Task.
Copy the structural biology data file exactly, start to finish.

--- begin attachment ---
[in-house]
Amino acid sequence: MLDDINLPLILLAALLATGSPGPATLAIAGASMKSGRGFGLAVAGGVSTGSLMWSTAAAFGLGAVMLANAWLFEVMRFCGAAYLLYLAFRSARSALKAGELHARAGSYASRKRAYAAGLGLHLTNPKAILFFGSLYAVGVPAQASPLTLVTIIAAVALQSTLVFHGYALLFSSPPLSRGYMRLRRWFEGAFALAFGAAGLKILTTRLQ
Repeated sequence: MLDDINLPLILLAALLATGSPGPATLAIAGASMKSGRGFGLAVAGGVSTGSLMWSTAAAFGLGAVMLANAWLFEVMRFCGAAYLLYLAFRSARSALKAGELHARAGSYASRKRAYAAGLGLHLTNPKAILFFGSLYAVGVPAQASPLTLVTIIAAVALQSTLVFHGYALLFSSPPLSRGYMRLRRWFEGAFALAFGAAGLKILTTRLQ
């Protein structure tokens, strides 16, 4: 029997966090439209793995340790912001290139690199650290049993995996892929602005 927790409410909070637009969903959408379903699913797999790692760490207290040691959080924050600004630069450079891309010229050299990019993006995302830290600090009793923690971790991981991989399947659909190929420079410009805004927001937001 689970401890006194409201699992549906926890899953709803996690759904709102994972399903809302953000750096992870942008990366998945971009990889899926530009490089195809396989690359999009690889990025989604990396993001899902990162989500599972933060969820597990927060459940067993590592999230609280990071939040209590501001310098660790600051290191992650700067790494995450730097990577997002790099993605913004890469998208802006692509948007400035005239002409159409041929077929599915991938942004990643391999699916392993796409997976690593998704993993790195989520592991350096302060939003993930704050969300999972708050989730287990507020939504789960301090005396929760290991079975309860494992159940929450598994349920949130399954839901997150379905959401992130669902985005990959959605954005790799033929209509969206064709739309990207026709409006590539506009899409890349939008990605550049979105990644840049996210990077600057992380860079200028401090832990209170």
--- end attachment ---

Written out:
[in-house]
Amino acid sequence: MLDDINLPLILLAALLATGSPGPATLAIAGASMKSGRGFGLAVAGGVSTGSLMWSTAAAFGLGAVMLANAWLFEVMRFCGAAYLLYLAFRSARSALKAGELHARAGSYASRKRAYAAGLGLHLTNPKAILFFGSLYAVGVPAQASPLTLVTIIAAVALQSTLVFHGYALLFSSPPLSRGYMRLRRWFEGAFALAFGAAGLKILTTRLQ
Repeated sequence: MLDDINLPLILLAALLATGSPGPATLAIAGASMKSGRGFGLAVAGGVSTGSLMWSTAAAFGLGAVMLANAWLFEVMRFCGAAYLLYLAFRSARSALKAGELHARAGSYASRKRAYAAGLGLHLTNPKAILFFGSLYAVGVPAQASPLTLVTIIAAVALQSTLVFHGYALLFSSPPLSRGYMRLRRWFEGAFALAFGAAGLKILTTRLQ
């Protein structure tokens, strides 16, 4: 029997966090439209793995340790912001290139690199650290049993995996892929602005 927790409410909070637009969903959408379903699913797999790692760490207290040691959080924050600004630069450079891309010229050299990019993006995302830290600090009793923690971790991981991989399947659909190929420079410009805004927001937001 689970401890006194409201699992549906926890899953709803996690759904709102994972399903809302953000750096992870942008990366998945971009990889899926530009490089195809396989690359999009690889990025989604990396993001899902990162989500599972933060969820597990927060459940067993590592999230609280990071939040209590501001310098660790600051290191992650700067790494995450730097990577997002790099993605913004890469998208802006692509948007400035005239002409159409041929077929599915991938942004990643391999699916392993796409997976690593998704993993790195989520592991350096302060939003993930704050969300999972708050989730287990507020939504789960301090005396929760290991079975309860494992159940929450598994349920949130399954839901997150379905959401992130669902985005990959959605954005790799033929209509969206064709739309990207026709409006590539506009899409890349939008990605550049979105990644840049996210990077600057992380860079200028401090832990209170």